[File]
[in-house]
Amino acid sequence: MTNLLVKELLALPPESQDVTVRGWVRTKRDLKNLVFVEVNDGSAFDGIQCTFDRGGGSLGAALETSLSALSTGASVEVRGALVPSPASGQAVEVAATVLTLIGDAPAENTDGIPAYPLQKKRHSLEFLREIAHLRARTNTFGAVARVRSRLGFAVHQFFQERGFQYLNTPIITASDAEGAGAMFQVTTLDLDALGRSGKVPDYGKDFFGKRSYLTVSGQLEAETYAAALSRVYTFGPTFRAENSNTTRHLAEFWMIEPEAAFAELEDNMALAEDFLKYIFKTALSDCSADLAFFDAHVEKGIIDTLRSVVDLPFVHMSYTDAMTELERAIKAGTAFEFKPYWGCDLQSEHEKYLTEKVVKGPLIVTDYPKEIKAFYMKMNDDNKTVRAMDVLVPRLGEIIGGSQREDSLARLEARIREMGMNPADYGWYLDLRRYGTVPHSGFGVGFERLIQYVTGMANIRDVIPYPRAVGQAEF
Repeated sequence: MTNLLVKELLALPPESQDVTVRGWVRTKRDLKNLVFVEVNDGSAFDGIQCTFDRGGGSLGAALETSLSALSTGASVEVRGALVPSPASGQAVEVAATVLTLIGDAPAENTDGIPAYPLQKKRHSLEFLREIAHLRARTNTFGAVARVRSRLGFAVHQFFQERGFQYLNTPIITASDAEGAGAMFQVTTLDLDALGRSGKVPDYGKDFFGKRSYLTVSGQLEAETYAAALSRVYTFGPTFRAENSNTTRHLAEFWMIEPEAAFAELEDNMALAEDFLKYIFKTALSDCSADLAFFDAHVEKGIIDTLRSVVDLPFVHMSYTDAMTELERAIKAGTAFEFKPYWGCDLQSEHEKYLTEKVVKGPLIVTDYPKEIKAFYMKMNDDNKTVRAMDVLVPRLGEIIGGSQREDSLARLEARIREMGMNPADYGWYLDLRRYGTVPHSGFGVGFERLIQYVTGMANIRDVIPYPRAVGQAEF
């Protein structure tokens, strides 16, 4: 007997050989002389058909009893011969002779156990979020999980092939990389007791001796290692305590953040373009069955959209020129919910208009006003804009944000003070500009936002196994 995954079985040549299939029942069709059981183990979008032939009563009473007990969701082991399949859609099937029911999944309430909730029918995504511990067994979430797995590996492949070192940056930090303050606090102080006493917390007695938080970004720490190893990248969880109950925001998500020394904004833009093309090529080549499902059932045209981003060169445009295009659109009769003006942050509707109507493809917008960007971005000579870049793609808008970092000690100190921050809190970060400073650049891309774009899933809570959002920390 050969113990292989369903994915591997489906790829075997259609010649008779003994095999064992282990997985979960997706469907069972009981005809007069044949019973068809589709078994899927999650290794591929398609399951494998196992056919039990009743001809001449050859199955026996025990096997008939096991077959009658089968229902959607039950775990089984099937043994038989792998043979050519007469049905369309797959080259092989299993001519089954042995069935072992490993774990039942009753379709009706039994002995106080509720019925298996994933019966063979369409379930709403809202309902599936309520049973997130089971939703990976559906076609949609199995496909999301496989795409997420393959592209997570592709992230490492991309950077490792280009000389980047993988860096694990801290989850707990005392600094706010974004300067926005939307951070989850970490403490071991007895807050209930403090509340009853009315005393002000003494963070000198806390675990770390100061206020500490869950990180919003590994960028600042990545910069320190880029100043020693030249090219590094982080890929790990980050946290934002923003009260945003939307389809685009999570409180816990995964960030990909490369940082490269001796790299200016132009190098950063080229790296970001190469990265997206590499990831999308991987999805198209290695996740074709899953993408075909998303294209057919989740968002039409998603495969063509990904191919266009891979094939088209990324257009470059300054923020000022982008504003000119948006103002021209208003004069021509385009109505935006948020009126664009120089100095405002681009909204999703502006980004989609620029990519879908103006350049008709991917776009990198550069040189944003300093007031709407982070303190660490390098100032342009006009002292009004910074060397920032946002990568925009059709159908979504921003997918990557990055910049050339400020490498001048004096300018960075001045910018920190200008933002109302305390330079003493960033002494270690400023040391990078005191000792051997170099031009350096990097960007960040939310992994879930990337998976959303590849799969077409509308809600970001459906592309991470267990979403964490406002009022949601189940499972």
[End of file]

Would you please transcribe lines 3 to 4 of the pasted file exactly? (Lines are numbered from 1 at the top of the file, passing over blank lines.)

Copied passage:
Repeated sequence: MTNLLVKELLALPPESQDVTVRGWVRTKRDLKNLVFVEVNDGSAFDGIQCTFDRGGGSLGAALETSLSALSTGASVEVRGALVPSPASGQAVEVAATVLTLIGDAPAENTDGIPAYPLQKKRHSLEFLREIAHLRARTNTFGAVARVRSRLGFAVHQFFQERGFQYLNTPIITASDAEGAGAMFQVTTLDLDALGRSGKVPDYGKDFFGKRSYLTVSGQLEAETYAAALSRVYTFGPTFRAENSNTTRHLAEFWMIEPEAAFAELEDNMALAEDFLKYIFKTALSDCSADLAFFDAHVEKGIIDTLRSVVDLPFVHMSYTDAMTELERAIKAGTAFEFKPYWGCDLQSEHEKYLTEKVVKGPLIVTDYPKEIKAFYMKMNDDNKTVRAMDVLVPRLGEIIGGSQREDSLARLEARIREMGMNPADYGWYLDLRRYGTVPHSGFGVGFERLIQYVTGMANIRDVIPYPRAVGQAEF
């Protein structure tokens, strides 16, 4: 007997050989002389058909009893011969002779156990979020999980092939990389007791001796290692305590953040373009069955959209020129919910208009006003804009944000003070500009936002196994 995954079985040549299939029942069709059981183990979008032939009563009473007990969701082991399949859609099937029911999944309430909730029918995504511990067994979430797995590996492949070192940056930090303050606090102080006493917390007695938080970004720490190893990248969880109950925001998500020394904004833009093309090529080549499902059932045209981003060169445009295009659109009769003006942050509707109507493809917008960007971005000579870049793609808008970092000690100190921050809190970060400073650049891309774009899933809570959002920390 050969113990292989369903994915591997489906790829075997259609010649008779003994095999064992282990997985979960997706469907069972009981005809007069044949019973068809589709078994899927999650290794591929398609399951494998196992056919039990009743001809001449050859199955026996025990096997008939096991077959009658089968229902959607039950775990089984099937043994038989792998043979050519007469049905369309797959080259092989299993001519089954042995069935072992490993774990039942009753379709009706039994002995106080509720019925298996994933019966063979369409379930709403809202309902599936309520049973997130089971939703990976559906076609949609199995496909999301496989795409997420393959592209997570592709992230490492991309950077490792280009000389980047993988860096694990801290989850707990005392600094706010974004300067926005939307951070989850970490403490071991007895807050209930403090509340009853009315005393002000003494963070000198806390675990770390100061206020500490869950990180919003590994960028600042990545910069320190880029100043020693030249090219590094982080890929790990980050946290934002923003009260945003939307389809685009999570409180816990995964960030990909490369940082490269001796790299200016132009190098950063080229790296970001190469990265997206590499990831999308991987999805198209290695996740074709899953993408075909998303294209057919989740968002039409998603495969063509990904191919266009891979094939088209990324257009470059300054923020000022982008504003000119948006103002021209208003004069021509385009109505935006948020009126664009120089100095405002681009909204999703502006980004989609620029990519879908103006350049008709991917776009990198550069040189944003300093007031709407982070303190660490390098100032342009006009002292009004910074060397920032946002990568925009059709159908979504921003997918990557990055910049050339400020490498001048004096300018960075001045910018920190200008933002109302305390330079003493960033002494270690400023040391990078005191000792051997170099031009350096990097960007960040939310992994879930990337998976959303590849799969077409509308809600970001459906592309991470267990979403964490406002009022949601189940499972």